It’s finally here – Record Store Day 2016. The much anticipated, much debated, much maligned celebration of vinyl and your local indie record store.
It’s been interesting to watch the development of RSD over the last few years as it morphed from a great idea about how to get people to visit indie record shops into what often seems like a creepy dude trying to reach into your front pocket and get his paws on whatever cash you might happen to have at the moment. I’ve read a number of critical articles by record store owners who feel like the whole thing has turned into more of a negative than a positive, from the really little guy who can’t afford to buy RSD product to the store hung with a bunch of crap that it can’t sell once the day has past, effectively negating the profit he made on the stuff he was able to sell. And lets not forget the small labels and bands who can’t get their vinyl pressed in the months leading up to the big day since all the very limited record pressing plant resources are eaten up by the bigger labels as they churn out overpriced, unneeded product. And what about the long lines for shoppers, and the people who start lining up the day before so they can get all the rarest, most desirable items and immediately take them home to post on eBay in search of a quick profit? Gosh, is there anyone left who actually likes Record Store Day?
Well, this guy does to some extent. Yeah, I hate standing in lines too. But you know what? A few years back Holly and I got to talking to the guy behind us in the hour-long checkout line at Easy Street, and today we consider that guy a good friend of ours (hey Travis!). I certainly have empathy for the struggles of the small business owner too… which is part of the reason why I still go out there and stand in those lines and give them my cash, because if we don’t support them and instead sit at home and save $2 by ordering something online, there won’t be any more record stores to go to. Look, I don’t know why the world needs some of these releases… but hey, if someone else wants to buy that stuff, let them. It’s easy to sit around and talk crap about this year’s Justin Bieber Purpose picture disc, but let’s not forget the dude has sold a bajillion albums and singles over the years, and if someone wants that, let ’em have it. It’s their money, and they’re enjoyment.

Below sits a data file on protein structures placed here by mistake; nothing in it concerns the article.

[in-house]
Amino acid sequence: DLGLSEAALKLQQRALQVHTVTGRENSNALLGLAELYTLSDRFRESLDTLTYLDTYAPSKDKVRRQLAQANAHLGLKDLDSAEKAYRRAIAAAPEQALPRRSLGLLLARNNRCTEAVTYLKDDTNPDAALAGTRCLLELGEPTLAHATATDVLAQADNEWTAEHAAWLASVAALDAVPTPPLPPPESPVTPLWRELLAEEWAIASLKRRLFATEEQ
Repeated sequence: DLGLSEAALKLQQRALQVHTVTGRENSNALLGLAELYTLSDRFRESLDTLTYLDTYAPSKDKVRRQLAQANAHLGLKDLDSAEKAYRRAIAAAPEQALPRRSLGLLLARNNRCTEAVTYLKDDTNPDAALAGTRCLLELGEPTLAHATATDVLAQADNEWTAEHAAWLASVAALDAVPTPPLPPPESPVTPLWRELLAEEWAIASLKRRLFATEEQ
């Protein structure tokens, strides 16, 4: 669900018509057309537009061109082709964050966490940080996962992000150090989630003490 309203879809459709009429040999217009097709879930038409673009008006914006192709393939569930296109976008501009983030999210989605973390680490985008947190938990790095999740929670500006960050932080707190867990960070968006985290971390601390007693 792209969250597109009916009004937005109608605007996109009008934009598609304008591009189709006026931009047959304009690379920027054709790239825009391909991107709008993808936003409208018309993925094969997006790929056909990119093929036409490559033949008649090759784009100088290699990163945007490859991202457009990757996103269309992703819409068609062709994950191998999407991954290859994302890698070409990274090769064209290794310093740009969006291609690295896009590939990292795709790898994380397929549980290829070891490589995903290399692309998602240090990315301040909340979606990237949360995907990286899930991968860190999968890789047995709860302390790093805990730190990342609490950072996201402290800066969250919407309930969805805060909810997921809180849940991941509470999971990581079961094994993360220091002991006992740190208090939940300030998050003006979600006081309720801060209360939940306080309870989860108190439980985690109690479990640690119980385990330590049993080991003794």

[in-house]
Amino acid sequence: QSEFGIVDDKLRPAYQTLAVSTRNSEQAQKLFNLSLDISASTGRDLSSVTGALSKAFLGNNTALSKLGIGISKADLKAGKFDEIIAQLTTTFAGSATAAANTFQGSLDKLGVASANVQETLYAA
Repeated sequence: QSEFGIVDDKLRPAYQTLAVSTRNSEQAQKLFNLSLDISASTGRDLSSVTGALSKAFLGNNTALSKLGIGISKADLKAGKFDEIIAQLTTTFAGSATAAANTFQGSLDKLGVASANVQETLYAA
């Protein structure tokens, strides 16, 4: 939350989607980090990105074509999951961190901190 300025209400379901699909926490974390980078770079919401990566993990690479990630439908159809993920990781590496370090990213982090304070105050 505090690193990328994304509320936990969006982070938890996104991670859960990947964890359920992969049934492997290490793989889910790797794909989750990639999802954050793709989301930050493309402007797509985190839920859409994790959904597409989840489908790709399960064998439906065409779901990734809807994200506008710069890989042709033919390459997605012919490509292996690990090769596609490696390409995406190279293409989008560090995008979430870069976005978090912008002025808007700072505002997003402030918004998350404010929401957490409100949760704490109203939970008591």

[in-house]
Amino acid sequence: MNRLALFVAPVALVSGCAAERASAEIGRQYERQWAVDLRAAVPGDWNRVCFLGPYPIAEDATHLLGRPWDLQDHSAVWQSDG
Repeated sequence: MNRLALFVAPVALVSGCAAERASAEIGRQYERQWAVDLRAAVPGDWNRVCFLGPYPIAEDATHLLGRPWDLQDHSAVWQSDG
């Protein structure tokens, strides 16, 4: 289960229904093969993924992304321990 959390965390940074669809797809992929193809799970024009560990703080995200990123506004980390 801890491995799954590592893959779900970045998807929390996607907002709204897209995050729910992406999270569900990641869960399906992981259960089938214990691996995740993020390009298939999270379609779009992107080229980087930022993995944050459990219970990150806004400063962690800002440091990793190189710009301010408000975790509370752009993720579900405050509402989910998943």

This year I was excited about some very Seattle-centric limited releases, and I was lucky enough to get my hands on all three over at Easy Street this morning. These included the first 12″ version of Green River‘s 1984 Demos and KEXP Presents: Raw Power – A Tribute to Iggy & The Stooges, a live event played last year on the roof of Pike Place Market featuring an all-star Stooges cover band. But the big one was The Sonics Live at Easy Street, a limited edition vinyl release of the show The Sonics performed at our very own Easy Street Records on RSD 2015. This is the first time I can think of that a live album has been released of a show that I actually attended, so I’m kind of excited about it. Plus Easy Street put their own spin on the copies for sale in their shop, creating their own individually numbered sleeve and including a ticket from the show, a photo copy of the set list, and a few other goodies, which made convinced me to cough up some cash even though I already pre-ordered a signed copy a month or so ago. I can’t wait to give this one a spin.
I picked up some other RSD titles as well, plus found a few used nuggets in the New Arrivals bin including Bob Marley’s Legend and The Biggest Blow – A Punk Prayer by Ronnie Biggs. As an added bonus, by time we arrived about 2.5 hours after the shop opened, there were no lines and we were in and out in no time.
Regardless of how you feel about RSD, make sure to get out there and support your local record store. Yeah, I know that you can usually find something a bit cheaper online, and you still have to make smart buying decisions with your money. But if you don’t help ’em out, you don’t get to complain about how there are no more record stores for you to go visit. Shop local, shop indie.